Infinity Train Review: Book 4 – Duet (Part 1: Episodes 1–5)

Back in the spring of 2021, I recorded my thoughts on season 4 of Infinity Train up to about episode six. A month after Book 4 came out, the Adventure Time special “Together Again” premiered, and I only (somewhat) recently managed to upload Part 1 of that review. I’ve got no idea when I’ll finish discussing the latter half of Book 4, so like I did with “Together Again,” I’m splitting the video in twain. Before we get to that, though, I do briefly want to cover events that occurred since then. Creative folks in the animation industry have had

a bunch of crap dumped on them across the whole slew of corporations. One such event among those was the Discovery and Warner merger; Zaslav, the dumbfuck CEO (redundant, I know), proceeded to tear shit apart in a feeble and rubish attempt to cut costs. Infinity Train and a bunch of other shows got pulled from HBO Max and can no longer be streamed, the creative teams behind these shows were not told it was happening, and, because of the merger, they couldn’t even contact anyone to find out what was going on. Cartoon Network was actually telling the execs

not to do this because it’s fucking awful. It appears the reason for the bullshittery is to avoid paying royalties to the shows’ creators – which, even ignoring

the cruelty aspect, that’s just financially illiterate! While the primary way to watch Infinity Train is no more, episodes can still be purchased at the sites listed on-screen, although that list might become outdated with time. On a brighter note, Owen Dennis has moved on to working with CBS, and his contract includes a clause that if a continuation of Infinity Train ever happens to get greenlit somewhere somehow, then he would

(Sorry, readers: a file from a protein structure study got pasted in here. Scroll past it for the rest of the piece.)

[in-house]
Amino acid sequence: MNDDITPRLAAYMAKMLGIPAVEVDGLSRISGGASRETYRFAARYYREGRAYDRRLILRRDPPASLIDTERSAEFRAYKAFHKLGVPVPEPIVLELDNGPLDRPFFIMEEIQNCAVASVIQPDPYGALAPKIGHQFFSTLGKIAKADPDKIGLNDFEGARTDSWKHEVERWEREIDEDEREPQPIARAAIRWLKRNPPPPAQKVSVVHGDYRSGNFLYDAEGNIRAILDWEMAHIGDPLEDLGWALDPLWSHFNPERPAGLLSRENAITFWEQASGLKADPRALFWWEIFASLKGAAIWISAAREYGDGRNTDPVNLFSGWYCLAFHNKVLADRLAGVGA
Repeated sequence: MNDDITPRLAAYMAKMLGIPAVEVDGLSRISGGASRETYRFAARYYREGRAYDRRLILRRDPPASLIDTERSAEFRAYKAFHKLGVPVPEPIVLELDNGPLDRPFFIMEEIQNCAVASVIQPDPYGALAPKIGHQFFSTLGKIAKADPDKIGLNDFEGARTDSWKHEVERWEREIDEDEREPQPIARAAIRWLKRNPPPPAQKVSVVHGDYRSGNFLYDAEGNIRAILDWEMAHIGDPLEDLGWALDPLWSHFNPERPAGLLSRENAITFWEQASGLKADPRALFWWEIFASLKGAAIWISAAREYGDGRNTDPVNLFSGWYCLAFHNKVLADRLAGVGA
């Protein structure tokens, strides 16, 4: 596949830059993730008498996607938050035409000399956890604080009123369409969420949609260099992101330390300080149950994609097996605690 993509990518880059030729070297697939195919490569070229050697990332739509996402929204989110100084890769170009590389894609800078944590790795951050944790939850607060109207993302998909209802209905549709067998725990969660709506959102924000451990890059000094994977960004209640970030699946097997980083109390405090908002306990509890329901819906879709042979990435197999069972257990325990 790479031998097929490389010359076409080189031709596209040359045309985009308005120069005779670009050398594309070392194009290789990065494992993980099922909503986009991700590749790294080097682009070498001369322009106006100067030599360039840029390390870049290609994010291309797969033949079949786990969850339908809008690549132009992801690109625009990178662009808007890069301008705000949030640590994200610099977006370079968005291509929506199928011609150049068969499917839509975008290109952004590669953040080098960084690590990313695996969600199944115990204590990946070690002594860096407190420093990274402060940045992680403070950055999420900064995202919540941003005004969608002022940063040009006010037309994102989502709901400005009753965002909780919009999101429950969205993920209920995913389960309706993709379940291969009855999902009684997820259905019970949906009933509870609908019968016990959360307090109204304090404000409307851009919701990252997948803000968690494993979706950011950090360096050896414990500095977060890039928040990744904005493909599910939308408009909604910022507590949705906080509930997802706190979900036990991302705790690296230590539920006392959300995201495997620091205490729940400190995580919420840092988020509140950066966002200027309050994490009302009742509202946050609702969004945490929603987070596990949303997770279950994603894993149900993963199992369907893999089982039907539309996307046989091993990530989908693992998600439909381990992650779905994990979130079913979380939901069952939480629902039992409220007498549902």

be allowed to resume working on it. That being said, even if we get super lucky and some network secures the rights to order more seasons, the production won’t be done any time soon. You can hold on to a shred of hope, but don’t hold your breathe, cause you might be holding it for years. Okay, so let’s finally get to my thoughts (from nearly 2 years ago) on episodes 1–5 of the 4th (and hopefully not the last) season of Infinity Train. Some of you may be thinking: What the funge, you dillweed? You still haven’t finished those

episodic reviews for Book 2 and Book 3, and yet, here you are, releasing a video on Book 4? Well… yeah, I am. Rest assured, I will be finishing what’s left of my episodic Infinity Train reviews. It will take some time before that happens, but I am completely confident that eventually, I will cover the episodes I haven’t discussed yet. But right now, I want to talk about Book 4, which is titled Duet, and may potentially be the final season of Infinity Train. The show has been canceled, and while the creator Owen Dennis has been relentlessly pursuing